You can still make very decent bread without a food scale. I’m just saying it’s a lot easier with a food scale.

Easy Sourdough Bread Recipe

When making easy sourdough bread, I use 1000 grams (about 10 cups) of any combination of flours: whole wheat, spelt, white, etc. Then I add 800 grams (about 3 1/3 cups) of room temperature water, 150 grams (about 3/4 cup) of sourdough starter, and 20 grams (about 2 1/2 teaspoons) of salt. I use this combination to make all kinds of sourdough – flatbreads, sandwich loaves, artisan rounds, and this past week, I used it to make sourdough beignets

It’s a good, versatile dough. The only difference between all those recipes is what I do with the dough. How long do I let it proof? Do I add all of the ingredients at once or let the dough rest in between each ingredient? It sounds strange, but these things make all the difference. My favorite part of this recipe is that I only need to know these ingredients in order to make a huge variety of baked goods.

If you try this recipe, let us know! Leave a comment, rate it, and tag a photo #cheapskatecook and @cheapskatecook on Instagram.

Easy Sourdough Sandwich Bread

An easy-to-make sourdough sandwich bread that is flexible and dependable – use what you have and make it work for you!

Author: Steph Jenkins
Ingredients
  • 4 cups whole wheat flour* 500 g
  • 4 cups white flour* 500 g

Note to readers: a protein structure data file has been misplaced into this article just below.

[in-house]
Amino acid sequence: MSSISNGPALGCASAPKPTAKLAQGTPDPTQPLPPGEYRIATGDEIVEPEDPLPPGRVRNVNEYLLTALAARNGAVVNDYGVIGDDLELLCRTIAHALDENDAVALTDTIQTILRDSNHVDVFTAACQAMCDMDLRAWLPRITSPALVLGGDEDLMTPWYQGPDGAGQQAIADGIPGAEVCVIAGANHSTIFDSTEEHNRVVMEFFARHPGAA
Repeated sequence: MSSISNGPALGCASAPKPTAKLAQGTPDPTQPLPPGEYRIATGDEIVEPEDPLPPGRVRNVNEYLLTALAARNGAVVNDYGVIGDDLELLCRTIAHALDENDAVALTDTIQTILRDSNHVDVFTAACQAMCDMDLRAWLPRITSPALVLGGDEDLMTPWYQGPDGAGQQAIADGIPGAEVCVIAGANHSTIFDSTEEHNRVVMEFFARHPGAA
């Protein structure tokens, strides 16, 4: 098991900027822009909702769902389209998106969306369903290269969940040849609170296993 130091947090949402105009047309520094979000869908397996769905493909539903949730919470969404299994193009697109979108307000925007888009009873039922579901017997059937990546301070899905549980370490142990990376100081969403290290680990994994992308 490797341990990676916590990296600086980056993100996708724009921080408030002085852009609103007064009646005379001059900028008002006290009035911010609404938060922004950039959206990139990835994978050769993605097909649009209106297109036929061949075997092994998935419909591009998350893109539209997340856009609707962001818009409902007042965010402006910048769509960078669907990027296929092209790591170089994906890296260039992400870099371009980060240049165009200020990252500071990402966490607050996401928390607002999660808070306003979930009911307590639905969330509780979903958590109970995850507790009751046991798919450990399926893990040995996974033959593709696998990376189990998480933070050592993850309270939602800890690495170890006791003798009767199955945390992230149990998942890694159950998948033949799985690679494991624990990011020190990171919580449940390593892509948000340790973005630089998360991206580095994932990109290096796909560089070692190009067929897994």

• 3 1/3 cups water 800 g
  • 3/4 cup sourdough starter 150 g
  • 2 1/2 tsp salt 20 g
Instructions
  1. The night before baking the bread, feed your sourdough starter. Use 2 tbsp of starter and feed it 3/4 cup (90 grams) white unbleached flour and 6 tablespoons (90 grams) water. Cover it and let it sit on the counter overnight.
  2. The next morning, stir the flour and water together in a large glass bowl. the dough will be stiff. You don't have to mix it completely. This step is called the autolyze, and it helps make a better sourdough loaf without adding much extra effort! Turn on the light in your oven, but keep the oven OFF. Cover the bowl and set it in the oven. This helps create a warm environment so the yeast can activate. If you can, put a piece of tape or a post-it note on oven controls so no one accidentally turns it on (ask me how I learned this trick). Let it rest for 20 minutes.